Driving ban, $4k fine for man who caused grandmother's death

Heng had failed to give way to a private bus while making a right turn from Lorong Ah Soo to Hougang Avenue 1 at about 9.30am on Sept 18, 2014 which resulted in a collision.
Heng had failed to give way to a private bus while making a right turn from Lorong Ah Soo to Hougang Avenue 1 at about 9.30am on Sept 18, 2014 which resulted in a collision.ST PHOTO: WONG KWAI CHOW

A polytechnic student who caused the death of his grandmother in a traffic accident was fined $4,000 and banned from driving for four years yesterday.

Heng Yong Keat, 22, who had obtained his licence just 11 months earlier, had also caused his younger brother, the front-seat passenger, to be grievously hurt.

He had failed to give way to a private bus while making a right turn from Lorong Ah Soo to Hougang Avenue 1 at about 9.30am on Sept 18, 2014 which resulted in a collision.

Deputy Public Prosecutor Carene Poh said Heng was at the signalised cross junction of Lorong Ah Soo and Hougang Avenue 1 when he decided to make a right turn into Hougang Avenue 1.

At around the same time, bus driver Udaiyar Kaleeswaran, 34, was driving along Lorong Ah Soo in the direction of Upper Paya Lebar Road when the traffic lights turned green in his favour.

In making the right turn, Heng failed to give way to the Indian national, who had the right of way. His vehicle cut into Mr Kaleeswaran's path, causing the front of the bus to hit the left side of Heng's car and push it for a distance before stopping.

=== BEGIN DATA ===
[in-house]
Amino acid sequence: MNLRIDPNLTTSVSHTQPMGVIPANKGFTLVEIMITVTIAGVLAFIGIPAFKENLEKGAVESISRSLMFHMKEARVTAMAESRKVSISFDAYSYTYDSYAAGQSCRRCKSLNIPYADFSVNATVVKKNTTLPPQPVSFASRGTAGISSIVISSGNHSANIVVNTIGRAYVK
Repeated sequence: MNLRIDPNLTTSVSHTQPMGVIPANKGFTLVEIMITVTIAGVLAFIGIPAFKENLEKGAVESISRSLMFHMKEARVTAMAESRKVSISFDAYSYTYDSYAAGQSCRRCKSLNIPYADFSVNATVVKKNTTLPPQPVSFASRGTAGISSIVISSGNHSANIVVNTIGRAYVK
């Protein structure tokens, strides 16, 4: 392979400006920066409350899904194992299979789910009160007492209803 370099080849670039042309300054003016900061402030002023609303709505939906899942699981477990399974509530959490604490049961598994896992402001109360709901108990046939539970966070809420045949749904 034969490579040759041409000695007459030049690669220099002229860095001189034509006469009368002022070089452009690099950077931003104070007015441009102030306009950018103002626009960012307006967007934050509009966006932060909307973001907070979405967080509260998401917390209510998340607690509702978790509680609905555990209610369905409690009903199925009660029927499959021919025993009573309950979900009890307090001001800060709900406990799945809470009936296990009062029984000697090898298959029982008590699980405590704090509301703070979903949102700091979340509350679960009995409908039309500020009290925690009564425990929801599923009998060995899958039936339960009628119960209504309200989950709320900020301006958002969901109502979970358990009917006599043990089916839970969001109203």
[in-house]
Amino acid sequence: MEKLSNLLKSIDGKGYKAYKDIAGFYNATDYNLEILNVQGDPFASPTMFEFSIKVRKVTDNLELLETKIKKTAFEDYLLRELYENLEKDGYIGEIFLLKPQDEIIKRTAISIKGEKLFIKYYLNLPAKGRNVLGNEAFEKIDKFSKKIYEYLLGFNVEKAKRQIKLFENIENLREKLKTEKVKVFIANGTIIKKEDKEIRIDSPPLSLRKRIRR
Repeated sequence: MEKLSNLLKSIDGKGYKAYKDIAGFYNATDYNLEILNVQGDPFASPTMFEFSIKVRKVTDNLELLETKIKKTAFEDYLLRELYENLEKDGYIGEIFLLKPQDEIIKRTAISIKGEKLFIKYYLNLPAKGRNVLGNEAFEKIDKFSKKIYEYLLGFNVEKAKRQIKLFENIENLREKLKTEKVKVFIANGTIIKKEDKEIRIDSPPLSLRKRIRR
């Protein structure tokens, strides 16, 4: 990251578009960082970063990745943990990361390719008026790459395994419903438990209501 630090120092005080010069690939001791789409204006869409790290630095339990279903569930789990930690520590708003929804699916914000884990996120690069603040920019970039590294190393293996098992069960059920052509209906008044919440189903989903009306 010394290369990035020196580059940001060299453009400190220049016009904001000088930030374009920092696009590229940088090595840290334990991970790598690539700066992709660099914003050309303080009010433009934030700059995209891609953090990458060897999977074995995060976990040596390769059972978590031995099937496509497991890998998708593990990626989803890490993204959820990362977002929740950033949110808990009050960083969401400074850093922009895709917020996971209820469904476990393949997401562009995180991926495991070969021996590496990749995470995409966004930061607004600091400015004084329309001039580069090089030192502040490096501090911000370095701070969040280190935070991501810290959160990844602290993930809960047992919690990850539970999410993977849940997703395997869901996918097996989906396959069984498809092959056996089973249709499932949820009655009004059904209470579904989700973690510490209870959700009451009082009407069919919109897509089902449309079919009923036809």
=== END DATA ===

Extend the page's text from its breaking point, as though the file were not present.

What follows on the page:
The car's rear left passenger, 75-year-old Madam Loo Chock alias Loh Geok Eng, who was not wearing a seat belt, was pronounced dead from multiple injuries by a paramedic at the scene.

Heng's younger brother Yong Xiang, 19, was taken to hospital.

The accused's lawyer Rakesh Vasu said the grandmother was the main caregiver of the two brothers, whose father runs a car accessories business and mother works as a machine operator.

He said Heng, a second-year Temasek Polytechnic student, was diagnosed by a psychiatrist to have post-traumatic stress disorder, and is still on medication from the Institute of Mental Health.

"For the rest of his life, the accused bears the guilt of causing the death of his grandmother on his conscience," he said in his written mitigation plea.

Heng could have been jailed for up to two years and fined for causing death by negligence.

A version of this article appeared in the print edition of The Straits Times on March 01, 2016, with the headline 'Driving ban, $4k fine for man who caused grandmother's death'. Print Edition | Subscribe